AFFIRMATIVE EMPLOYMENT GENETIC SCREENING SIGNIFICANCE 292
GENETIC SCREENING FOR EMPLOYMENT CAUSES PEOPLE TO AVOID GETTING NEEDED TESTS
MUST PROTECT GENETIC PRIVACY SO THAT PEOPLE WILL NOT AVOID TESTING
Wendy Wagenheim, legislative director of the American Civil Liberties Union of Michigan, The Detroit News January 27, 2000, SECTION: Opinion; Pg. Pg. A13 TITLE: Michiganians need strong genetic privacy // acs-EE2001
It's crucial that Michiganians address the privacy of genetic information and the accompanying discrimination through legislation. The scientific advances will be lost if people avoid genetic testing in fear that the information will be used against them.
ABUSE OF GENETIC TESTS MAY STOP PEOPLE FROM GETTING NEEDED TESTS
ARMOND BUDISH, The Plain Dealer March 26, 2000, SECTION: LIVING; Pg. 7L TITLE: HAVING THE WRONG GENES CAN COST YOU YOUR JOB // acs-VT2001
And in another arena, insurance companies may deny coverage after reviewing genetic test results.
Individuals may undergo private genetic tests by their physicians for health reasons. But as more businesses obtain and use these tests against people, fewer folks will opt to have these tests done, perhaps jeopardizing their health.
MANY PEOPLE WILL NOT GET GENETIC TESTS BECAUSE THEY ARE AFRAID THEY WILL BE DISCRIMINATED AGAINST
ROBERT PEAR; The Plain Dealer, February 9, 2000, SECTION: NATIONAL; Pg. 11A TITLE: CLINTON MOVES TO PROTECT WORKERS' GENETIC INFORMATION // acs-EE2001
Scientists had urged Clinton to adopt the privacy protections because of evidence that many people were reluctant to take advantage of genetic tests, or to participate in genetic research, because they feared that the results might be used against them.
FEAR OF POTENTIAL DISCRIMINATION STOPS PEOPLE FROM GETTING NEEDED GENETIC SCREENING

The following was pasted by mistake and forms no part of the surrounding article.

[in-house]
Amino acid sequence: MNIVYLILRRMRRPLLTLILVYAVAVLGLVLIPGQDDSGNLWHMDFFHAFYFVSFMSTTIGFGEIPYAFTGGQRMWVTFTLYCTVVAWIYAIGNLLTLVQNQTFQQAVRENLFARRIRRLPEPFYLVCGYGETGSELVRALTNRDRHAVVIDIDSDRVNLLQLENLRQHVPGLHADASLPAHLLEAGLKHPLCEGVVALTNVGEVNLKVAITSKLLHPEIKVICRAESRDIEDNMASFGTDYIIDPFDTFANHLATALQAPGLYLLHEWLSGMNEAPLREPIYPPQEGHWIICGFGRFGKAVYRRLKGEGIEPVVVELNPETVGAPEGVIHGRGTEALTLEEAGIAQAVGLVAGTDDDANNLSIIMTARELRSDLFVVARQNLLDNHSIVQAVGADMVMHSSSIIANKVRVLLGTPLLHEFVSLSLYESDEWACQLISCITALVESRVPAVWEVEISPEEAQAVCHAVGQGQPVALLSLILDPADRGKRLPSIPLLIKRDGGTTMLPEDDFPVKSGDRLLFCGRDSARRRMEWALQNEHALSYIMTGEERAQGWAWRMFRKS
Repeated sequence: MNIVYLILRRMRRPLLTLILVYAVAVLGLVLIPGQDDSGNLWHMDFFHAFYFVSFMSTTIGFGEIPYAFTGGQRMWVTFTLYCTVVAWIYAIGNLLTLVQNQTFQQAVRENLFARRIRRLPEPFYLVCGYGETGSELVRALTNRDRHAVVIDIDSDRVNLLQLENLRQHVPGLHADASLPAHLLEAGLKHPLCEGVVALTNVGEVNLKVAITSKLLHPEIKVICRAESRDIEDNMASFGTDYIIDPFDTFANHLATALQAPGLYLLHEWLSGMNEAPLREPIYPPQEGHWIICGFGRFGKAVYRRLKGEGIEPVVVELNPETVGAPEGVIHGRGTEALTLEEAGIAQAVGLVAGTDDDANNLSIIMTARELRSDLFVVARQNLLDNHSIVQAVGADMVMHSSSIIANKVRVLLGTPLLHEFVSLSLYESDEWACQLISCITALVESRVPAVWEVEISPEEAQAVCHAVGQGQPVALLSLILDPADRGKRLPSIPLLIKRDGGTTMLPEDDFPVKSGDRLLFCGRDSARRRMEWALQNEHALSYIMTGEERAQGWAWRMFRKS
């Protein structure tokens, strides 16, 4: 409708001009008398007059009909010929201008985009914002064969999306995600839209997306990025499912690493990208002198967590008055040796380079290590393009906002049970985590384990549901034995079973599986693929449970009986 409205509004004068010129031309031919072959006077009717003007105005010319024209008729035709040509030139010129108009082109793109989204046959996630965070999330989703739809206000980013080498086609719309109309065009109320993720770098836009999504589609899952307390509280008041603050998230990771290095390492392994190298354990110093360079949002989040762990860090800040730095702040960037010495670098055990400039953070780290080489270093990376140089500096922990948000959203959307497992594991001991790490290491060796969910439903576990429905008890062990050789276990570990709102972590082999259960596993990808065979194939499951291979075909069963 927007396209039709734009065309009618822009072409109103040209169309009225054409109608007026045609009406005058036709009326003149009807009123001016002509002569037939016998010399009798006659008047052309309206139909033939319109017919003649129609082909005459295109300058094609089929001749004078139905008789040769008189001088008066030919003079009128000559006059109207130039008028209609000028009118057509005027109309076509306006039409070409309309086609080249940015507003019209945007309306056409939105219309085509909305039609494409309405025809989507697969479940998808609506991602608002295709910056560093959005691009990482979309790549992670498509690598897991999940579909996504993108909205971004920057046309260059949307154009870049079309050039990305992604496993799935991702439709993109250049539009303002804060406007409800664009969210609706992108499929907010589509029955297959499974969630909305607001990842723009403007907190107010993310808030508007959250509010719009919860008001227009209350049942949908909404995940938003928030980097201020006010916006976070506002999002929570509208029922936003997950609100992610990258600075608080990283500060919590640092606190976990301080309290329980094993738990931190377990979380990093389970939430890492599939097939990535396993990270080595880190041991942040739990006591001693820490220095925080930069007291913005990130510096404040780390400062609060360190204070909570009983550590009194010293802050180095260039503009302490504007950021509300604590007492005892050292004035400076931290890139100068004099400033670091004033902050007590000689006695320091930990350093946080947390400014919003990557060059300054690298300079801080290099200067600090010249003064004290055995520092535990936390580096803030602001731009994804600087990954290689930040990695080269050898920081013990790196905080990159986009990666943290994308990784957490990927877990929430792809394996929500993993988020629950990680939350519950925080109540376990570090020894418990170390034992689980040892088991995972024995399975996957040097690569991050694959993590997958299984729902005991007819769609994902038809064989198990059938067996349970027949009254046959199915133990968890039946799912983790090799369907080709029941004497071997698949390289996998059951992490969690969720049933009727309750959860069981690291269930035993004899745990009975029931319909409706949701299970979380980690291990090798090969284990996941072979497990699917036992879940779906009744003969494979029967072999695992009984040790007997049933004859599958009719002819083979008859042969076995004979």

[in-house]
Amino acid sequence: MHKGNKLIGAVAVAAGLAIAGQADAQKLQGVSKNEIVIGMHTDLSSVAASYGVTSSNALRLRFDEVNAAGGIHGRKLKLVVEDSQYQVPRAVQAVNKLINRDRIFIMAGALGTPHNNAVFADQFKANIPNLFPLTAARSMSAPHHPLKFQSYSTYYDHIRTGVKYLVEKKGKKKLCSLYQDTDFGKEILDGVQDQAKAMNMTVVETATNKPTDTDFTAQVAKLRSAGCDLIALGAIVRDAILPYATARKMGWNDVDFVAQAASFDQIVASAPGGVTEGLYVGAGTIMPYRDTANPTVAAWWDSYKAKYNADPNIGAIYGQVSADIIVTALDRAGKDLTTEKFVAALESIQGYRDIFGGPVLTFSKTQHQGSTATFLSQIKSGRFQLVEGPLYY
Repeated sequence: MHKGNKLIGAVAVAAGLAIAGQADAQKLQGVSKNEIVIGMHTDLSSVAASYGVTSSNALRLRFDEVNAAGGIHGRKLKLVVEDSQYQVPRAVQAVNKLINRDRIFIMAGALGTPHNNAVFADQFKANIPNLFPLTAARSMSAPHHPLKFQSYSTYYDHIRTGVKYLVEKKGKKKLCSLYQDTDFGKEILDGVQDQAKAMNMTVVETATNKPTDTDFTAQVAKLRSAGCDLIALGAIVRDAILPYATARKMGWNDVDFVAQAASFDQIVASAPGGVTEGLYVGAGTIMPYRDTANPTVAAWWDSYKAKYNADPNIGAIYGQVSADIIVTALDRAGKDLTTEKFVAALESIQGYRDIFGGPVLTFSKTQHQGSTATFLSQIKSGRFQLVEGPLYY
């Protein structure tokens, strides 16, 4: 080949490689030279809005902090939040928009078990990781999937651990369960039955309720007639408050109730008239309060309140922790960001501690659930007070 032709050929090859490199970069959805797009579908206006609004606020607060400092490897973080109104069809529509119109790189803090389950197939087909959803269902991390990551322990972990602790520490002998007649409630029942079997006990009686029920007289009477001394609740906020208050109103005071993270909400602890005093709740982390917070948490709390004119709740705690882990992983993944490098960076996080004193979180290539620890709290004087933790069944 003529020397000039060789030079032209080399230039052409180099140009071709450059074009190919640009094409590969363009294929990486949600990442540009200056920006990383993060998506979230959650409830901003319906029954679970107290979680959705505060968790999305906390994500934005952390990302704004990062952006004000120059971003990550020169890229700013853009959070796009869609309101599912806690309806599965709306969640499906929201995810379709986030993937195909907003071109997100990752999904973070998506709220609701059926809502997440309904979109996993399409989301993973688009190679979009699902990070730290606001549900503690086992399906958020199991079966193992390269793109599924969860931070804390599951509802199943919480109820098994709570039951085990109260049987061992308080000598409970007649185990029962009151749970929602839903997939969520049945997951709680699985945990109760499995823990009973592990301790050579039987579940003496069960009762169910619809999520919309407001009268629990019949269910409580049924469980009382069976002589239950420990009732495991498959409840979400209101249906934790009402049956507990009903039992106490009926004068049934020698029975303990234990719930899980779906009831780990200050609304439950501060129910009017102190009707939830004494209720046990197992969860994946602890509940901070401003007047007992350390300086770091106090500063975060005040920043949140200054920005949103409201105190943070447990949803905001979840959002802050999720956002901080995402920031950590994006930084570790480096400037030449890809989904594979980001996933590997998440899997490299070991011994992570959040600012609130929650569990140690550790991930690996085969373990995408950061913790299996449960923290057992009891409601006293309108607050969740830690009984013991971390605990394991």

Jo Lenaghan, Senior research fellow, IPPR, The Guardian (London)
July 19, 1999, SECTION: Guardian Leader Pages; Pg. 17 TITLE: Threat of gene tests // acs-EE2001
Fear of potential discrimination may also deter people from taking genetic tests of benefit to them and their families.
PEOPLE AVOID GENETIC TESTING DUE TO PRIVACY CONCERNS
Charles Sykes, Senior Fellow at the Wisconsin Policy Institute, THE END OF PRIVACY, 1999, EE2001-JGM,p.122-3
For many of us, the dilemma of genetic testing is that doing the right thing can be the wrong thing. Getting tested to find out our medical risks may put us at risk of losing jobs or insurance. The new science, which was sup posed to open doors for new treatments, has actually resulted in doors be ing closed. The promise of safety has turned out to be chancy. There is already evidence that many patients who might otherwise benefit avoid genetic testing for fear that the results might damage their insurability or employability. One study of 332 people who belonged to support groups for families with genetic disorders found that 17 percent of the participants withheld genetic information from their employers. A 1997 phone survey found nearly two-thirds of the respondents saying they would refuse genetic tests if they knew their insurer or employer would have access to the results. And researchers trying to study how to keep women with breast cancer gene mutations healthy found that almost onethird of the high-risk women refused to participate hi the study, specifically because they feared the loss of their privacy and thoiught that it might lead to some sort of discrimination.